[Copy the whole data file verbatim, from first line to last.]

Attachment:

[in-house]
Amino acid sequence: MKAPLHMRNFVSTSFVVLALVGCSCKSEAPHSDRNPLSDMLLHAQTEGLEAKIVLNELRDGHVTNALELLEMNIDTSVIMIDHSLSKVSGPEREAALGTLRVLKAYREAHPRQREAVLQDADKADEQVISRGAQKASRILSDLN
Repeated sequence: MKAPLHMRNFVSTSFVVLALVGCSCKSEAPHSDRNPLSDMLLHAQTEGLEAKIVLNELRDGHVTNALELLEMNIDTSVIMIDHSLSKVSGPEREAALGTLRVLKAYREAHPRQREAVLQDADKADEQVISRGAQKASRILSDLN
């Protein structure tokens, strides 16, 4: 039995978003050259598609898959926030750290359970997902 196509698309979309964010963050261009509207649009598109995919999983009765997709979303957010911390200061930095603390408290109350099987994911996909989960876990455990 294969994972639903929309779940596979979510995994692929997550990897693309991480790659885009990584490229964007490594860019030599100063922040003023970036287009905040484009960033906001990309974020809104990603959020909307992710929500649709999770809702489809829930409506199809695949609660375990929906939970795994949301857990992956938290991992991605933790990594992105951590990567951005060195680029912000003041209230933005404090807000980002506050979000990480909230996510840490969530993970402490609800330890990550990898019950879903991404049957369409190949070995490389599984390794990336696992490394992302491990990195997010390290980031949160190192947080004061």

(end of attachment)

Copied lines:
[in-house]
Amino acid sequence: MKAPLHMRNFVSTSFVVLALVGCSCKSEAPHSDRNPLSDMLLHAQTEGLEAKIVLNELRDGHVTNALELLEMNIDTSVIMIDHSLSKVSGPEREAALGTLRVLKAYREAHPRQREAVLQDADKADEQVISRGAQKASRILSDLN
Repeated sequence: MKAPLHMRNFVSTSFVVLALVGCSCKSEAPHSDRNPLSDMLLHAQTEGLEAKIVLNELRDGHVTNALELLEMNIDTSVIMIDHSLSKVSGPEREAALGTLRVLKAYREAHPRQREAVLQDADKADEQVISRGAQKASRILSDLN
């Protein structure tokens, strides 16, 4: 039995978003050259598609898959926030750290359970997902 196509698309979309964010963050261009509207649009598109995919999983009765997709979303957010911390200061930095603390408290109350099987994911996909989960876990455990 294969994972639903929309779940596979979510995994692929997550990897693309991480790659885009990584490229964007490594860019030599100063922040003023970036287009905040484009960033906001990309974020809104990603959020909307992710929500649709999770809702489809829930409506199809695949609660375990929906939970795994949301857990992956938290991992991605933790990594992105951590990567951005060195680029912000003041209230933005404090807000980002506050979000990480909230996510840490969530993970402490609800330890990550990898019950879903991404049957369409190949070995490389599984390794990336696992490394992302491990990195997010390290980031949160190192947080004061």